Why you should care
To Anis Aouini, “seizing the moment” meant working nonstop through violent protests to make his radical vision of a bladeless wind turbine a reality.
When Anis Aouini proclaimed in high school that he would change the world, his friends laughed and called him crazy. After he showed them an elaborate remote control airplane that he built from scratch, they swore he must have bought it.
And today, when the chairman of the Tunis-based wind power startup Saphon Energy tells people about the bladeless wind turbine he invented — the Saphonian — they ask how he knows it will work, since the Japanese and Americans hadn’t already invented something similar.
Aouini claims the dish-shaped Saphonian can turn nearly 80 percent of wind energy into electricity and costs nearly half as much to make.
No stranger to doubt, Aouini insists his invention “is really revolutionary.” Today’s propeller-based wind turbines can convert up to about 60 percent of the energy in wind into electricity. But Aouini claims the dish-shaped Saphonian can turn nearly 80 percent of wind energy into electricity and costs roughly half as much to make. Earning the 2013 Innovation Prize for Africa and scheduled for commercialization this year, the Saphonian could provide much-needed renewable energy to a country devoid of fossil fuel reserves and transform the wind energy industry.
But at the heart of Aouini’s invention? Fierce love for his native Tunisia. More than anything, he hopes the Saphonian — named after a Carthaginian wind deity — will inspire young engineers in a country that typically imports rather than innovates. With the recent ousting of president Zine El-Abidine Ben Ali loosening his cronies’ stronghold over the economy, Aouini believes the time for entrepreneurship is now.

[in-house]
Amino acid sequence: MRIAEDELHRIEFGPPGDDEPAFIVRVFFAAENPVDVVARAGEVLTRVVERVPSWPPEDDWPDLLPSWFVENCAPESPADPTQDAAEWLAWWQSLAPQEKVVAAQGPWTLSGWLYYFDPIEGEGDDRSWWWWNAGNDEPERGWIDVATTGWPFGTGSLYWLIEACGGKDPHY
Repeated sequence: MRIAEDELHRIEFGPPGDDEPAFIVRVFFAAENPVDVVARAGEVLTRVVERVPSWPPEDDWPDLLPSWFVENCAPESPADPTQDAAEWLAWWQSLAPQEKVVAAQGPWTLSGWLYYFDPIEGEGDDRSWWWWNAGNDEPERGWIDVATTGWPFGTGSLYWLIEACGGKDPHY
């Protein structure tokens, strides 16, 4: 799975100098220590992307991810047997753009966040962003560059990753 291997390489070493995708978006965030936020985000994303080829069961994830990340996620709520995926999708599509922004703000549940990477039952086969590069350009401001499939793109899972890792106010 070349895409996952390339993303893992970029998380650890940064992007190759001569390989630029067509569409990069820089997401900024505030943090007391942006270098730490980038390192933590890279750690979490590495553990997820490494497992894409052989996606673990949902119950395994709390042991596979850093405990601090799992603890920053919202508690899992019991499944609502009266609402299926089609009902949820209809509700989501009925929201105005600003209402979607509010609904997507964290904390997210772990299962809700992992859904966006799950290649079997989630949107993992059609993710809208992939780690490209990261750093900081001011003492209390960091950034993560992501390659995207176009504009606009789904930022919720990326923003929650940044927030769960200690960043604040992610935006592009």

“There’s this belief that what is imported from outside is best, and we cannot really innovate,” Aouini explained. “We need to show that we are capable of creating our own technology.” While many in his country “struggle with an inferiority complex,” he peppers his conversation with references to ancient Tunisia’s maritime prowess and the Carthaginian general Hannibal, who failed to destroy Rome but is admired for his boldness and tenacity. He even named his mentorship program for young engineers “The Comeback of Carthage.”
We need to show that we are capable of creating our own technology.
With long, disheveled hair and hookah pen in hand, 36-year-old Aouini looks more rock star than nerdy engineer. But tinkering runs in his blood. Born into a family of engineers along the Mediterranean coast, he visited the local seaport every day as a schoolboy just to watch the sailboats skimming along the waves, wondering what made them go so fast. Equally enthralled with military aircraft, he spent hours assembling model planes and meticulously sketching fighter jets.
After studying engineering at the National Institute of Design, Aouini worked in the oil sector. And then, inspiration hit — in a gust of wind.
As he sat drinking in a Tunis pub in 2010, a strong sea breeze swept a curtain and the stone holding it in place squarely into his chair. Impressed by the wind’s strength, he knew there had to be a way to harness it. Watching the curtain billow outward, he suddenly remembered the sailboats he watched growing up — how their sails alone seemed to harness enough energy to send them flying.